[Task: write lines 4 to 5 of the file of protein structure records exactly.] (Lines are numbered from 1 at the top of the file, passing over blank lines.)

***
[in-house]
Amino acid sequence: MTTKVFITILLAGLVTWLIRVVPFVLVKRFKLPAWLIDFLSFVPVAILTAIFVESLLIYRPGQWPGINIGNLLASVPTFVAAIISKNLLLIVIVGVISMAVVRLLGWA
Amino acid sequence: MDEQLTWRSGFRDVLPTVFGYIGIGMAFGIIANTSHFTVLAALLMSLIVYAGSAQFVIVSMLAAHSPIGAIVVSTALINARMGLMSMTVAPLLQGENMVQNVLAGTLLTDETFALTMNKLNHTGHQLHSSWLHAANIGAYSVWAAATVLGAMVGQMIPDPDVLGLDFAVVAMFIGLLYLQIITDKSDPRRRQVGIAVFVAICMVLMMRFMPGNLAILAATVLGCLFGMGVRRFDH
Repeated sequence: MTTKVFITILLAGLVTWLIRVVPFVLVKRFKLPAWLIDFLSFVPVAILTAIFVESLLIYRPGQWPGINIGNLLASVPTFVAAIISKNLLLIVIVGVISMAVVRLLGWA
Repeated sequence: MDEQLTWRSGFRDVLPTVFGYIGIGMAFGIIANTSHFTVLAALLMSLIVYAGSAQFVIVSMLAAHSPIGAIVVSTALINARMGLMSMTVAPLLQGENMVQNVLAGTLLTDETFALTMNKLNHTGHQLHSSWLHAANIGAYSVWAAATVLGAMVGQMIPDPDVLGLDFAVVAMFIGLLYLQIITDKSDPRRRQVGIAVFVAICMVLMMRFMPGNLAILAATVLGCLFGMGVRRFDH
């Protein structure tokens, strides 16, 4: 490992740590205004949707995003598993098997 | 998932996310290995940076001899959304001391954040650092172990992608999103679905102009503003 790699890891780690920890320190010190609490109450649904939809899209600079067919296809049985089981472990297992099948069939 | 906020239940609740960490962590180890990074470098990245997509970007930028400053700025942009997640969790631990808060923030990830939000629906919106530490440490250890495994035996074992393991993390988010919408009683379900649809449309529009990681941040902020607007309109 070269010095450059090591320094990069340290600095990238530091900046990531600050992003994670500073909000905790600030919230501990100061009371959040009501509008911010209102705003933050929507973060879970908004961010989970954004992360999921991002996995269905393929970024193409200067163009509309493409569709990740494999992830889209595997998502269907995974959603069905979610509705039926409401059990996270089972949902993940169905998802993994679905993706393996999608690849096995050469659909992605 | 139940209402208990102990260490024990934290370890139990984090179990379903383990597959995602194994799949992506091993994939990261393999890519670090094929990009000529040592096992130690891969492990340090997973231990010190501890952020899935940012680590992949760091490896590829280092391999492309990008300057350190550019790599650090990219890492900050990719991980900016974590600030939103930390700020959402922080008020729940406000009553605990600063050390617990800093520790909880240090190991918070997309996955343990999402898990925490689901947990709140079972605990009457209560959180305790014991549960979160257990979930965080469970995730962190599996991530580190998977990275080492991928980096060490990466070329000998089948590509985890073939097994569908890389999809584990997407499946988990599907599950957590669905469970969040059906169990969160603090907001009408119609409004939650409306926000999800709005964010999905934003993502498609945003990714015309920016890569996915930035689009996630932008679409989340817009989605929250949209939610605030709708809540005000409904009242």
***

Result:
Repeated sequence: MTTKVFITILLAGLVTWLIRVVPFVLVKRFKLPAWLIDFLSFVPVAILTAIFVESLLIYRPGQWPGINIGNLLASVPTFVAAIISKNLLLIVIVGVISMAVVRLLGWA
Repeated sequence: MDEQLTWRSGFRDVLPTVFGYIGIGMAFGIIANTSHFTVLAALLMSLIVYAGSAQFVIVSMLAAHSPIGAIVVSTALINARMGLMSMTVAPLLQGENMVQNVLAGTLLTDETFALTMNKLNHTGHQLHSSWLHAANIGAYSVWAAATVLGAMVGQMIPDPDVLGLDFAVVAMFIGLLYLQIITDKSDPRRRQVGIAVFVAICMVLMMRFMPGNLAILAATVLGCLFGMGVRRFDH